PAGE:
1. Destitute, or partially destitute, of light; not receiving, reflecting, or radiating light; wholly or partially black, or of some deep shade of color; not light-colored; as, a dark room; a dark day; dark cloth; dark paint; a dark complexion.
O dark, dark, dark, amid the blaze of noon,
Irrecoverably dark, total eclipse
Without all hope of day! --Milton.
In the dark and silent grave. --Sir W. Raleigh.
2. Not clear to the understanding; not easily seen through; obscure; mysterious; hidden.
The dark problems of existence. --Shairp.
What may seem dark at the first, will afterward be found more plain. --Hooker.
What's your dark meaning, mouse, of this light word? --Shak.
3. Destitute of knowledge and culture; in moral or intellectual darkness; unrefined; ignorant.
The age wherein he lived was dark, but he
Could not want light who taught the world to see. --Denhan.
The tenth century used to be reckoned by mediæval historians as the darkest part of this intellectual night. --Hallam.
4. Evincing black or foul traits of character; vile; wicked; atrocious; as, a dark villain; a dark deed.
Left him at large to his own dark designs. --Milton.
5. Foreboding evil; gloomy; jealous; suspicious.
More dark and dark our woes. --Shak.
A deep melancholy took possesion of him, and gave a dark tinge to all his views of human nature. --Macaulay.
There is, in every true woman-s heart, a spark of heavenly fire, which beams and blazes in the dark hour of adversity. --W. Irving.
6. Deprived of sight; blind. [Obs.]
He was, I think, at this time quite dark, and so had been for some years. --Evelyn.
Note: ☞ Dark is sometimes used to qualify another adjective; as, dark blue, dark green, and sometimes it forms the first part of a compound; as, dark-haired, dark-eyed, dark-colored, dark-seated, dark-working.
A dark horse, in racing or politics, a horse or a candidate whose chances of success are not known, and whose capabilities have not been made the subject of general comment or of wagers. [Colloq.]
Dark house, Dark room, a house or room in which madmen were confined. [Obs.] --Shak.
Dark lantern. See Lantern. -- The Dark Ages, a period of stagnation and obscurity in literature and art, lasting, according to Hallam, nearly 1000 years, from about 500 to about 1500 A. D.. See Middle Ages, under Middle.
The Dark and Bloody Ground, a phrase applied to the State of Kentucky, and said to be the significance of its name, in allusion to the frequent wars that were waged there between Indians.
The dark day, a day (May 19, 1780) when a remarkable and unexplained darkness extended over all New England.
To keep dark, to reveal nothing. [Low]
1. Absence of light; darkness; obscurity; a place where there is little or no light.
Here stood he in the dark, his sharp sword out. --Shak.
2. The condition of ignorance; gloom; secrecy.
Look, what you do, you do it still i' th' dark. --Shak.
Till we perceive by our own understandings, we are as much in the dark, and as void of knowledge, as before. --Locke.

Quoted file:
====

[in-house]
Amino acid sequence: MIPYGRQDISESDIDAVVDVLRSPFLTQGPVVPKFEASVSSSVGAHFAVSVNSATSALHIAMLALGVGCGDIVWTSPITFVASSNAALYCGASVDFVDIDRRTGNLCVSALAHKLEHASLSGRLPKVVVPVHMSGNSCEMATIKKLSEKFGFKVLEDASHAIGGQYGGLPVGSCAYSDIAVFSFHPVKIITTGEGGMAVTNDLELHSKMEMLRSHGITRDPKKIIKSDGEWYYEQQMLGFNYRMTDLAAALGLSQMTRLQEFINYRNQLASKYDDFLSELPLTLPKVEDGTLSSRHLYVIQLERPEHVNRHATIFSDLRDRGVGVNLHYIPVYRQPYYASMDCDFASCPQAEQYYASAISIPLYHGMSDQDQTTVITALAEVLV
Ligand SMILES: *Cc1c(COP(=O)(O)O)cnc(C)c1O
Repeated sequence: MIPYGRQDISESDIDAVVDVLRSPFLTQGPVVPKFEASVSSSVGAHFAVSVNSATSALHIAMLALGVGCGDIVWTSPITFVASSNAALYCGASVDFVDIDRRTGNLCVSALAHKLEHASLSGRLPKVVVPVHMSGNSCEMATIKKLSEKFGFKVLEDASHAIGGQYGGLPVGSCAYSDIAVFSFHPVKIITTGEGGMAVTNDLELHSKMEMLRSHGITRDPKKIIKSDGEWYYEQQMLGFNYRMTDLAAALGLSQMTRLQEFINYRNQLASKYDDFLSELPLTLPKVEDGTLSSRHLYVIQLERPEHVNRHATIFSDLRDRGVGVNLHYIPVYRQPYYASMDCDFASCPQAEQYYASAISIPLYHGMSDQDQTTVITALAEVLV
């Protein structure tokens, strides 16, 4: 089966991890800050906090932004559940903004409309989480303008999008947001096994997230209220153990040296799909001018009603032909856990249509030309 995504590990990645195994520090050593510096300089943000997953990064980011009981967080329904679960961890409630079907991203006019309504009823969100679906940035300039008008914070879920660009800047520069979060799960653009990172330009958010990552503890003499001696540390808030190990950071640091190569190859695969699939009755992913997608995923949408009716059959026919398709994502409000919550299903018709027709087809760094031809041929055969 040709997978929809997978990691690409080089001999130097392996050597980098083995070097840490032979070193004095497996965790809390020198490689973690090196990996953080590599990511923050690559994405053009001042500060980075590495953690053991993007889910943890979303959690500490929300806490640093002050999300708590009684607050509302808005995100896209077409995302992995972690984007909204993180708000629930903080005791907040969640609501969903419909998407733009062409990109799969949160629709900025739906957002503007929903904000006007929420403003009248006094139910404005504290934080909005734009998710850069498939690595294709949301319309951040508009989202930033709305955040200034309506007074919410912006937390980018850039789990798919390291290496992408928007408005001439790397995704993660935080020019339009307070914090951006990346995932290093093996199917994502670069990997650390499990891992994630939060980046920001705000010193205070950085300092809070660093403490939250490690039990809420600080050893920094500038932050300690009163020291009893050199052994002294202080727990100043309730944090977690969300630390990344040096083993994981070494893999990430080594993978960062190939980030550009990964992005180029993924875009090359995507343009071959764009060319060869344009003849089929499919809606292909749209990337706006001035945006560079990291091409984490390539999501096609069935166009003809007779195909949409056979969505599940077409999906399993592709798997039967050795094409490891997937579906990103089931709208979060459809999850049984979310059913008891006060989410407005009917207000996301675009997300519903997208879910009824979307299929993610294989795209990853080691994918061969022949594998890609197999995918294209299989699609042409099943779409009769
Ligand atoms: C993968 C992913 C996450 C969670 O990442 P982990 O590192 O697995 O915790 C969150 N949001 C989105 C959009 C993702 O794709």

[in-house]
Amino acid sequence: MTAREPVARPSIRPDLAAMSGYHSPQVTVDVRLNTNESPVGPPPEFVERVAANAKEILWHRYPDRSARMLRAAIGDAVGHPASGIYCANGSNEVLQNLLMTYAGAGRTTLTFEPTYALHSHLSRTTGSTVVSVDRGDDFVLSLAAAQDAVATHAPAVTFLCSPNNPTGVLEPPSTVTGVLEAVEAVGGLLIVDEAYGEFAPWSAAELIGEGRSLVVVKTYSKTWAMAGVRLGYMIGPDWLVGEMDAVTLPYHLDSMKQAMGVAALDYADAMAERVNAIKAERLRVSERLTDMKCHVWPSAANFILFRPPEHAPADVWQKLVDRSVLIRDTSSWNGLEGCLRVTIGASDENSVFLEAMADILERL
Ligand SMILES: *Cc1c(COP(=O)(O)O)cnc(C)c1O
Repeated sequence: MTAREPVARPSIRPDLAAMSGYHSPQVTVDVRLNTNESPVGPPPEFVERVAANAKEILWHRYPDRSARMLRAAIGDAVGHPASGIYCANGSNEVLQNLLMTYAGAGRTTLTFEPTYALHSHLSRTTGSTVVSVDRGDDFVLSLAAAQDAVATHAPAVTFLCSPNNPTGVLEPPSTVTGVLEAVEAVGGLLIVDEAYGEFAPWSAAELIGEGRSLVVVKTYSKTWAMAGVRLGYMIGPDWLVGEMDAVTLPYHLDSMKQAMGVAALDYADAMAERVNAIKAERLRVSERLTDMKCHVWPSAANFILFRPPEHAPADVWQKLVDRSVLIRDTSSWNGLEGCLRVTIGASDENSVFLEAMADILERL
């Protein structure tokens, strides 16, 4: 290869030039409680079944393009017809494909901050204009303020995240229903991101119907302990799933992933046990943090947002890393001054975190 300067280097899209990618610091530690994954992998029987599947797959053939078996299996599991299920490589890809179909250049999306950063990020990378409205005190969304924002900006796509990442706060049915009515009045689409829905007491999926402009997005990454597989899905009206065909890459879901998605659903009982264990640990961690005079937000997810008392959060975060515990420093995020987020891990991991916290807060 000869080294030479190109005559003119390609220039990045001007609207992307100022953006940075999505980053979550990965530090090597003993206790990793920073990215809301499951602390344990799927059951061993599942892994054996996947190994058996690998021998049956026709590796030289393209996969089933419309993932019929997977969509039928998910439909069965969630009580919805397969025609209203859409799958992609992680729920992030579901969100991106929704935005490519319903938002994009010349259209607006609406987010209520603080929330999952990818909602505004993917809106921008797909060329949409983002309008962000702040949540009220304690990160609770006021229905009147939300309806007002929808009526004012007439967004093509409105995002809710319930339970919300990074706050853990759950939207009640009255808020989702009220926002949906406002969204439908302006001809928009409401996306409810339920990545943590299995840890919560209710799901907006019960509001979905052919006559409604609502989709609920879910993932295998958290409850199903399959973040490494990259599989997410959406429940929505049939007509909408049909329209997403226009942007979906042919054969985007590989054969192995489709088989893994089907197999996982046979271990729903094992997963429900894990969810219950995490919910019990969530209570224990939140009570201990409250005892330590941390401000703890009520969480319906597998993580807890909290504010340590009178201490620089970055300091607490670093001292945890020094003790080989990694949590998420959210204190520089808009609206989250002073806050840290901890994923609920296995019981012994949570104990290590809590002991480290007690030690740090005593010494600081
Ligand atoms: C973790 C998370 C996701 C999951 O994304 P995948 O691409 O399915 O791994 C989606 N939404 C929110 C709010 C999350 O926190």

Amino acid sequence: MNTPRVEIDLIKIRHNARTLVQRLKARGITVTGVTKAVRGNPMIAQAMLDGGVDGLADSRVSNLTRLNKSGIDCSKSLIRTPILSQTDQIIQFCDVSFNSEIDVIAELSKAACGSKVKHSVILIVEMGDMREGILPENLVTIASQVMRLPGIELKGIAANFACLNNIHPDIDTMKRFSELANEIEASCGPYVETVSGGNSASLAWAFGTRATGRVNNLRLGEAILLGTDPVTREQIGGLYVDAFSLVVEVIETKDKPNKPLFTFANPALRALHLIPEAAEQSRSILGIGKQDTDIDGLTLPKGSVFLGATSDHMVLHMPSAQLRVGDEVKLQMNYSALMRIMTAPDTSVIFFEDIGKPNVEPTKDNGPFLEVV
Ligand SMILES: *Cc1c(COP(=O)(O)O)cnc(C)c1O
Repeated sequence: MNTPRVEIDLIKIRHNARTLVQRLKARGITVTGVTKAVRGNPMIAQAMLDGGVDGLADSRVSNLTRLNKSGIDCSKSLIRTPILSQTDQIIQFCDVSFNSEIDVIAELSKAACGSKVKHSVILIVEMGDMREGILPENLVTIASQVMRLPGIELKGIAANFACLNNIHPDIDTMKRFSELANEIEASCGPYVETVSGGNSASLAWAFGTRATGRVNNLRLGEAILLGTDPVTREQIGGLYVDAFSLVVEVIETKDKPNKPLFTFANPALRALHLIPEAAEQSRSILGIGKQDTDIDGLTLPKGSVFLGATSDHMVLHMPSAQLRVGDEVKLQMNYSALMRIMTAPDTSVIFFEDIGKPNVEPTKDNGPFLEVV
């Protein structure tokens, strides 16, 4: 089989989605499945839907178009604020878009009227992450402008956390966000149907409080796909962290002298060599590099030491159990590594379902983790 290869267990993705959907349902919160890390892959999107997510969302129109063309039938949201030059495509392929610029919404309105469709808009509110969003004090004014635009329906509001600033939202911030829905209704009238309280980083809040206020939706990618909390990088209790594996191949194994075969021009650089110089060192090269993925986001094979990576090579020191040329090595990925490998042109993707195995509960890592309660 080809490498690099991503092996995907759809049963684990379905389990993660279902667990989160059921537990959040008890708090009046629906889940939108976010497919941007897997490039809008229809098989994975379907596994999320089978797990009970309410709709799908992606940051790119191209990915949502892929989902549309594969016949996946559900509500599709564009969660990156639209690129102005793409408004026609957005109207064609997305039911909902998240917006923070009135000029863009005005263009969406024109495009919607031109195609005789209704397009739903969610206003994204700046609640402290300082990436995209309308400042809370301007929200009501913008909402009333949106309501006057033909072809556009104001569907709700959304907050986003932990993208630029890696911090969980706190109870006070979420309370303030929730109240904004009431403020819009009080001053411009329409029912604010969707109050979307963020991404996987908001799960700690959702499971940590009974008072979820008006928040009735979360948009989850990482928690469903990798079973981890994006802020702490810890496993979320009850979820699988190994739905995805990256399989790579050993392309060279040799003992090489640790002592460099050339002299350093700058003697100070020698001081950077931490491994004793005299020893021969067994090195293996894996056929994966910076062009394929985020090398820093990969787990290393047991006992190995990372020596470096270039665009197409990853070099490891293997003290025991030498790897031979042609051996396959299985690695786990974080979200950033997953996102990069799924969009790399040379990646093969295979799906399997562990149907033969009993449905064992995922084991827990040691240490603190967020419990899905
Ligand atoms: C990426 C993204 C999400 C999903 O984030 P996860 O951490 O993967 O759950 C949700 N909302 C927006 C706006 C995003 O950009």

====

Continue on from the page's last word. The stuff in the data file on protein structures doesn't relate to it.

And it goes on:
3. Fine Arts A dark shade or dark passage in a painting, engraving, or the like; as, the light and darks are well contrasted.
The lights may serve for a repose to the darks, and the darks to the lights. --Dryden.
Dark, v. t. To darken; to obscure. [Obs.]
adj 1: devoid or partially devoid of light or brightness; shadowed
or black or somber-colored; "sitting in a dark
corner"; "a dark day"; "dark shadows"; "the theater is
dark on Mondays"; "dark as the inside of a black cat"
2: (used of color) having a dark hue; "dark green"; "dark
glasses"; "dark colors like wine red or navy blue" [ant: light]
3: brunet (used of hair or skin or eyes); "dark eyes"
4: stemming from evil characteristics or forces; wicked or
dishonorable; "black deeds"; "a black lie"; "his black
heart has concocted yet another black deed"; "Darth Vader
of the dark side"; "a dark purpose"; "dark undercurrents
of ethnic hostility"; "the scheme of some sinister
intelligence bent on punishing him"-Thomas Hardy [syn: black,
5: causing dejection; "a blue day"; "the dark days of the war";
"a week of rainy depressing weather"; "a disconsolate
winter landscape"; "the first dismal dispiriting days of
November"; "a dark gloomy day"; "grim rainy weather" [syn:
blue, depressing, disconsolate, dismal, dispiriting,
6: secret; "keep it dark"; "the dark mysteries of Africa and
the fabled wonders of the East"
7: showing a brooding ill humor; "a dark scowl"; "the
proverbially dour New England Puritan"; "a glum, hopeless
shrug"; "he sat in moody silence"; "a morose and
unsociable manner"; "a saturnine, almost misanthropic
young genius"- Bruce Bliven; "a sour temper"; "a sullen
crowd" [syn: dour, glowering, glum, moody, morose,
saturnine, sour, sullen]
8: lacking enlightenment or knowledge or culture; "this
benighted country"; "benighted ages of barbarism and
superstition"; "the dark ages"; "a dark age in the history
of education" [syn: benighted]
9: marked by difficulty of style or expression; "much that was
dark is now quite clear to me"; "those who do not
appreciate Kafka's work say his style is obscure" [syn: obscure]
10: having skin rich in melanin pigments; "National Association
for the Advancement of Colored People"; "the dark races";
"dark-skinned peoples" [syn: colored, coloured, dark-skinned]
11: not giving performances; closed; "the theater is dark on
n 1: absence of light or illumination [syn: darkness] [ant: light]
2: absence of moral or spiritual values; "the powers of
darkness" [syn: iniquity, wickedness, darkness]
3: an unilluminated area; "he moved off into the darkness"
[syn: darkness, shadow]
4: the time after sunset and before sunrise while it is dark
outside [syn: night, nighttime] [ant: day]
5: an unenlightened state; "he was in the dark concerning their
intentions"; "his lectures dispelled the darkness" [syn: darkness]